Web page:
method: "password",
          email: this.email,
          password: this.password,
          data: {
            accountName: this.accountName,
          },
        }).catch((error) => {
          this.alert = error.message;
        });
      },
      // Sign up with SSO (google)
      signupWithSSO() {
        Userfront.signup({ method: "google" });
      },
    },
  };
</script>

<style scoped>
  button,
  input {
    display: block;
    margin-bottom: 10px;
  }

  #alert {
    color: red;
    margin-bottom: 10px;
  }
</style>

# Custom fields

The form has a field for Account Name, which is a custom field.

When we pass this to the Userfront.signup() method under the data object, it is saved to the user's record as user.data.accountName.





 
 
 


Userfront.signup({
  method: "password",
  email: this.email,
  password: this.password,
  data: {
    accountName: this.accountName,
  },
});

# Error handling

In this example, we use a <div>{{ alert }}</div> element to display the alert message.

We first clear the alert message whenever the form is submitted.

If the passwords do not match, we set the alert message and return without submitting the signup.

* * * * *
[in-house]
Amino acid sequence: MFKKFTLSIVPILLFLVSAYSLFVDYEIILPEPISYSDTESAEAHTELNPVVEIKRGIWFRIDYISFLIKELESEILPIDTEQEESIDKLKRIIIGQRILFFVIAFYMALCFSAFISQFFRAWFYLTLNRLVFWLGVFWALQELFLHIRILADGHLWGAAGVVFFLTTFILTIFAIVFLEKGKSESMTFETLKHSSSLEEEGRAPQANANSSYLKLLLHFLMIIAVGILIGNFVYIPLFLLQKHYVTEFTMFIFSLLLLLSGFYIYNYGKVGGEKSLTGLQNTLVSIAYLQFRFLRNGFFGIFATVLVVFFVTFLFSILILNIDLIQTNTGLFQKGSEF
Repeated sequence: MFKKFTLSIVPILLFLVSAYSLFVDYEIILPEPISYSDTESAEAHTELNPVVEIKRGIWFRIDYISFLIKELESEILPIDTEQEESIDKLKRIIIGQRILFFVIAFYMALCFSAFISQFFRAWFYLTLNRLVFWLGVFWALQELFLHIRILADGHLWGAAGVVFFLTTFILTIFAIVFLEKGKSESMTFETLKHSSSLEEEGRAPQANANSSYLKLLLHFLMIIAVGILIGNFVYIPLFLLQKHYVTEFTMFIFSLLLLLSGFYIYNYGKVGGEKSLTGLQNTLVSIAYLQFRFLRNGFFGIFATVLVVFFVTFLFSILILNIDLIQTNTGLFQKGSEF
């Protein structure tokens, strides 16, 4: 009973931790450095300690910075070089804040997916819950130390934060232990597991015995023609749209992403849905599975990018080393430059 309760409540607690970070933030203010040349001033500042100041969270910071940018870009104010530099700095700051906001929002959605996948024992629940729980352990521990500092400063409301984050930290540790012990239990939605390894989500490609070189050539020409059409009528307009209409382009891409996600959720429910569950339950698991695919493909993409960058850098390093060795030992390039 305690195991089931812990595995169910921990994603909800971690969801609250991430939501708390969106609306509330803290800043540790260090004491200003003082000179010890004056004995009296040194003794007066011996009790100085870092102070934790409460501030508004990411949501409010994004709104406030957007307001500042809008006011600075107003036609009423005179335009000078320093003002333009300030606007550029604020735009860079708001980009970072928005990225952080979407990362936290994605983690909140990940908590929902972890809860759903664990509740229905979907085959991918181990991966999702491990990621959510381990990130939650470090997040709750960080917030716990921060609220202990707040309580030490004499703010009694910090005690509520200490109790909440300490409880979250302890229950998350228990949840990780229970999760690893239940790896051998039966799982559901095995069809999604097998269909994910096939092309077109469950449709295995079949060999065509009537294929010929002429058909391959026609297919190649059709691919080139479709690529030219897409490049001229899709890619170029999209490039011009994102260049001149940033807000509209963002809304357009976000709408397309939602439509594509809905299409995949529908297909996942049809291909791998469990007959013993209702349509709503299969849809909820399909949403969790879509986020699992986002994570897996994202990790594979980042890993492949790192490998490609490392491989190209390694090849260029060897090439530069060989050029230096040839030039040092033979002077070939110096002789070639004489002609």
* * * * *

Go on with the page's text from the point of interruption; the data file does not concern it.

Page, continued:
Whenever the Userfront.signup() method fails, we catch its error in the promise chain. This error contains a message property with what went wrong, and we set that as the alert message.


 


 







 



signupWithPassword() {
  this.alert = "";
  // Verify that the passwords match
  if (this.password !== this.passwordVerify) {
    this.alert = "Passwords must match";
    return;
  }

  Userfront.signup({
    // ...
  })
  .catch((error) => {
    this.alert = error.message;
  });
}

# Password verification

Userfront will verify that the password is the correct length and format, and we can additionally verify that the user has typed what they intended by having them type it twice.

This "passwords match" verification is performed before sending the information to Userfront.




 
 
 
 
 








signupWithPassword() {
  // Reset the alert to empty
  this.alert = "";
  // Verify that the passwords match
  if (this.password !== this.passwordVerify) {
    this.alert = "Passwords must match";
    return;
  }
  // Call Userfront.signup()
  Userfront.signup({
    // ...
  }).catch((error) => {
    this.alert = error.message;
  });
}

# Single sign-on

To configure Single sign-on (SSO), first add the provider you want to use in the Userfront dashboard in the SSO tab.

In this example, we add an SSO <button> to allow signup with Google.

Ultimately, we need to call Userfront.signup({ method: "google" }) whenever the button is clicked. You can style the button however you like.

You can find more provider options like GitHub, LinkedIn, and Facebook in the docs for signup().

signupWithSSO() {
  Userfront.signup({ method: "google" });
}

We added an SSO <button> element to call signupWithSSO() when clicked.

<button @click.prevent="signupWithSSO">
  Sign up with Google
</button>
Last Updated: 7/8/2021, 4:09:09 PM